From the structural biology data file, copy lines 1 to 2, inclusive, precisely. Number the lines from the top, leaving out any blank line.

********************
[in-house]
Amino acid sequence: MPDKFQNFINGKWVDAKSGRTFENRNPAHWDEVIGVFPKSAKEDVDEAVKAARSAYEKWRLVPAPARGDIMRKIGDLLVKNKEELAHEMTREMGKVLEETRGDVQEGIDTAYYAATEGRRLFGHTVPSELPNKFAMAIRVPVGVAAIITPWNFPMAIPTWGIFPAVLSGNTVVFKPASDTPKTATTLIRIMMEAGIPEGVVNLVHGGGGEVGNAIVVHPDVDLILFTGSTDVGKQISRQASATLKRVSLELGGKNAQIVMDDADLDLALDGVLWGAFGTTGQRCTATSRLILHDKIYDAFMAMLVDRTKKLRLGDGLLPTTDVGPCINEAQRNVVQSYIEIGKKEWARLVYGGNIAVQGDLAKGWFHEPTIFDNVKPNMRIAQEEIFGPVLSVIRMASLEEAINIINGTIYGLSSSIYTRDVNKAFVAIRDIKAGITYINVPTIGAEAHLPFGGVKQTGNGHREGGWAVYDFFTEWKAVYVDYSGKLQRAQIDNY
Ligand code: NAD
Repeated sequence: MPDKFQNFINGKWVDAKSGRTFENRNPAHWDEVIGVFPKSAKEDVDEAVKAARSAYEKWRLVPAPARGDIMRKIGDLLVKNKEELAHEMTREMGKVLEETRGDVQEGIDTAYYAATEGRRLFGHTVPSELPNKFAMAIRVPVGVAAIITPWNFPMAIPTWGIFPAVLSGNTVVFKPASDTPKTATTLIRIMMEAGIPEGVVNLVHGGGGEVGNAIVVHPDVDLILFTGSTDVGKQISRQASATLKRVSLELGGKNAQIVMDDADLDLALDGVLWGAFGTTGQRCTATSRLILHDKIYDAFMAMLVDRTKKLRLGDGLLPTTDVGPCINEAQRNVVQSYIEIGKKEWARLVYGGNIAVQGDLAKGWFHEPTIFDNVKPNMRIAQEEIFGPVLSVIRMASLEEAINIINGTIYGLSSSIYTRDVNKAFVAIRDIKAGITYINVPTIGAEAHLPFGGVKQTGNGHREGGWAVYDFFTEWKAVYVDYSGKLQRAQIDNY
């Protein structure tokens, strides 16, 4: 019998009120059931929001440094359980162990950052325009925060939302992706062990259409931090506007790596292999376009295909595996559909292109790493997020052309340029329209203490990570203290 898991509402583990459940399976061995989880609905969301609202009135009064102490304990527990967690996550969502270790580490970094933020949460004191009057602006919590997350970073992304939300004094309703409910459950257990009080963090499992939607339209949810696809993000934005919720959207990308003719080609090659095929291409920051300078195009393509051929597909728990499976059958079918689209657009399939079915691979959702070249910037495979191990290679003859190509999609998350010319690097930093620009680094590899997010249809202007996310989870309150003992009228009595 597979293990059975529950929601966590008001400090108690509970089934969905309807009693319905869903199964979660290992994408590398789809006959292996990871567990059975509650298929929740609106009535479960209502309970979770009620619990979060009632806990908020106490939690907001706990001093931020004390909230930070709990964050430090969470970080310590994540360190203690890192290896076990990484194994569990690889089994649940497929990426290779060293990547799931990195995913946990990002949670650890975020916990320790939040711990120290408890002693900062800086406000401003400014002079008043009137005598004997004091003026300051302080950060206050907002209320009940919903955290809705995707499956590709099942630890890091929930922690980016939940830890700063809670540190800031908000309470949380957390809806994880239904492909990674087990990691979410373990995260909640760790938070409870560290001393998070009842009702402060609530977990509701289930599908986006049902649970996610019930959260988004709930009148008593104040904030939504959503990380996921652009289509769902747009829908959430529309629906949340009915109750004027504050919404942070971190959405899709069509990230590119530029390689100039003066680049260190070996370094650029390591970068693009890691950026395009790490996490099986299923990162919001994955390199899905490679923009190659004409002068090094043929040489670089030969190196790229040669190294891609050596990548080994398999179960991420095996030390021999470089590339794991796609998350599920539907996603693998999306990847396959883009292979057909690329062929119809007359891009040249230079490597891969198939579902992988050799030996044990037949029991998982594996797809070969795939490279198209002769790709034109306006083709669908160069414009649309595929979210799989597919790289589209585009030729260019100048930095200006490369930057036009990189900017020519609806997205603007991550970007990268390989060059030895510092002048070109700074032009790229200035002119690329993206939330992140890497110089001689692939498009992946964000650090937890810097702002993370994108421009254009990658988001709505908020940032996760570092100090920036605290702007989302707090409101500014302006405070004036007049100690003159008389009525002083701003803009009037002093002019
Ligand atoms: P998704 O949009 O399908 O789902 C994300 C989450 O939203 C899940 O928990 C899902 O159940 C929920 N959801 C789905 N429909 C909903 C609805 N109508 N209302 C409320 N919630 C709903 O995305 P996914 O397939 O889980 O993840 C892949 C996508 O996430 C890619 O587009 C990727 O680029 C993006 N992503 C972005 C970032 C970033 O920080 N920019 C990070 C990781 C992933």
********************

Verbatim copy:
[in-house]
Amino acid sequence: MPDKFQNFINGKWVDAKSGRTFENRNPAHWDEVIGVFPKSAKEDVDEAVKAARSAYEKWRLVPAPARGDIMRKIGDLLVKNKEELAHEMTREMGKVLEETRGDVQEGIDTAYYAATEGRRLFGHTVPSELPNKFAMAIRVPVGVAAIITPWNFPMAIPTWGIFPAVLSGNTVVFKPASDTPKTATTLIRIMMEAGIPEGVVNLVHGGGGEVGNAIVVHPDVDLILFTGSTDVGKQISRQASATLKRVSLELGGKNAQIVMDDADLDLALDGVLWGAFGTTGQRCTATSRLILHDKIYDAFMAMLVDRTKKLRLGDGLLPTTDVGPCINEAQRNVVQSYIEIGKKEWARLVYGGNIAVQGDLAKGWFHEPTIFDNVKPNMRIAQEEIFGPVLSVIRMASLEEAINIINGTIYGLSSSIYTRDVNKAFVAIRDIKAGITYINVPTIGAEAHLPFGGVKQTGNGHREGGWAVYDFFTEWKAVYVDYSGKLQRAQIDNY